Faliraki beach
Small patches of sand

Benitses Corfu

Benitses is a nice option for a beach if you want to go swimming after visiting Achilleion Palace, for example, which is situated right on the hill above. It is not that pretty but is quite easy to find. The parking lot is well marked, big enough, and free with restaurant prices lower than in Corfu town or the popular beaches. It consists of a narrow spread of sand and shingle along the road. There are two hotels and a restaurant that rent sunbeds (€20 and €10 per set). There are three partly settled and clean parts of the beach (I liked the third one best). The sea bottom is sandy with occasional rocks and seaweed.

Benitses beach cafe
Looking through a Benitses cafe

Buka Beach

Buka Beach is only 1.5 km from Lefkimi town in the south of Corfu Island in Greece. If you plan on coming to town because of the popular canal bridge, don’t skip heading to this beach. With calm, clean, and shallow water, and no crowds, the beach is great for kids. There is one restaurant with everything you need – food, drink, shower, toilet, sunbeds, and umbrellas. If you prefer your own towel, there is plenty of room for that too.

Beach in the south of Corfu
The beach named after a river – Buka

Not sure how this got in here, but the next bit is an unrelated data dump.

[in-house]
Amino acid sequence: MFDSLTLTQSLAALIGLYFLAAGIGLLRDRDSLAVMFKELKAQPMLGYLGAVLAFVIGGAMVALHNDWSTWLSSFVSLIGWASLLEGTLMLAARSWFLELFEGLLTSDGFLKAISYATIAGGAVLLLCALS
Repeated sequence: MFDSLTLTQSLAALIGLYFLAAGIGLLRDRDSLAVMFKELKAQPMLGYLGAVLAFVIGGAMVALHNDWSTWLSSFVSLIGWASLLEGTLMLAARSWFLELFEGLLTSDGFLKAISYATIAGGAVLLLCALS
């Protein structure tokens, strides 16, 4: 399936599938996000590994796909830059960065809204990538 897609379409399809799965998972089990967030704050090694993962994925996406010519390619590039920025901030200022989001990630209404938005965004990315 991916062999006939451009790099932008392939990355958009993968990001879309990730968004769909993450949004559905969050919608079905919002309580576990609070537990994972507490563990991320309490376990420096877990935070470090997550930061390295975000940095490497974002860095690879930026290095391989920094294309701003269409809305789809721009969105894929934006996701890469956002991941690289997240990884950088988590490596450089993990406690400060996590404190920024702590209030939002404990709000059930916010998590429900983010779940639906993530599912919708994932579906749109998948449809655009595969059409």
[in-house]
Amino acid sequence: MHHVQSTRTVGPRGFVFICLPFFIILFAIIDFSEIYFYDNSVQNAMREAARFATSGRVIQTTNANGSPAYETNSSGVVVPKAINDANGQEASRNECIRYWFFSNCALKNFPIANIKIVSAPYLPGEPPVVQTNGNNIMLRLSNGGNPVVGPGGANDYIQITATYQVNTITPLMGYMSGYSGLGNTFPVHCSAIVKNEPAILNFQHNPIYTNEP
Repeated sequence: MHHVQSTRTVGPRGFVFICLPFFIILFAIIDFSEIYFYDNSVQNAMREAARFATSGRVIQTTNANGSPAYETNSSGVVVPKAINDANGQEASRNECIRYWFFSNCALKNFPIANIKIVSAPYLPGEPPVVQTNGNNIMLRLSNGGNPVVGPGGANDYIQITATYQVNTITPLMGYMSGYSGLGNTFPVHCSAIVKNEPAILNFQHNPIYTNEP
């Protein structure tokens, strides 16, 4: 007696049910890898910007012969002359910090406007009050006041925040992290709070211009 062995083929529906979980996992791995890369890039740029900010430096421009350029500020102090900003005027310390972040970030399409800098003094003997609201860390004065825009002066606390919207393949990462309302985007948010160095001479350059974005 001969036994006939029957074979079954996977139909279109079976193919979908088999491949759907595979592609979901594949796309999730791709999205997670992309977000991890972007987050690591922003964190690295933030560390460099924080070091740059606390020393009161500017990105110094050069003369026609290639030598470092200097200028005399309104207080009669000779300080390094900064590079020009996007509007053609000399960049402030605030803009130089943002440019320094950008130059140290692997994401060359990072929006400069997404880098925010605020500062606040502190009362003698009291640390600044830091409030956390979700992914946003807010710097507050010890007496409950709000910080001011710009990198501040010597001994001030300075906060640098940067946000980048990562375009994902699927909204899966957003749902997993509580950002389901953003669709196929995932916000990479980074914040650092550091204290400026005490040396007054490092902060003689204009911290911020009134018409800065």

I accidentally found a great tavern a little bit to the north on the way to Messonghi. Why do I mention it? Because it is situated on the shore on the hill covered with flowers and lavish tropical vegetation which give a great shade. This all belongs to the tavern. You rent a sunbed (€4 per one) and put it in your own private part of the shade or on the rocky beach. This is not really a beach but rather a tiny cove to walk into the water gradually. The sea bottom is sandy with rocks all around the beach.

Sandy southern Buka beach
Shallow water and great view

Besides that, the restaurant is immersed in lush greenery and has a beautiful view of the sea. The food is great (delicious Moussaka!) while the laidback atmosphere will allure you to spend several hours here without even noticing it. It is worth the whole afternoon because even when visited by a lot of people, you won’t have a sense of being crowded and there is always a small patch of shade waiting.

On the way to Messonghi
Tavern on the way to Messonghi

What to Try in Corfu

I already mentioned some dishes I tried but there should be a special section of the post dedicated to Corfu food. It’s true that you will find all those lovely Greek specialties like in any other part of the country – from Gyros, Souvlaki, Moussaka, Greek Salad, Ouzo, fresh Sea Food – but there are dishes specific for Corfu due to its heritage and influence of other cultures.

Corfu traditional dishes
Pastitsada with penne and Sea Bass fillet

For instance, try Pastitsada which besides tender veal or rooster meat also includes (Italian) pasta. Sofrito is a slow-cooked beef in a special sauce, served with fries or rice. Bourdetto is a bit spicy dish made of fish that local fishermen couldn’t sell so they added onions and paprika and cooked it.

Olive oil in salad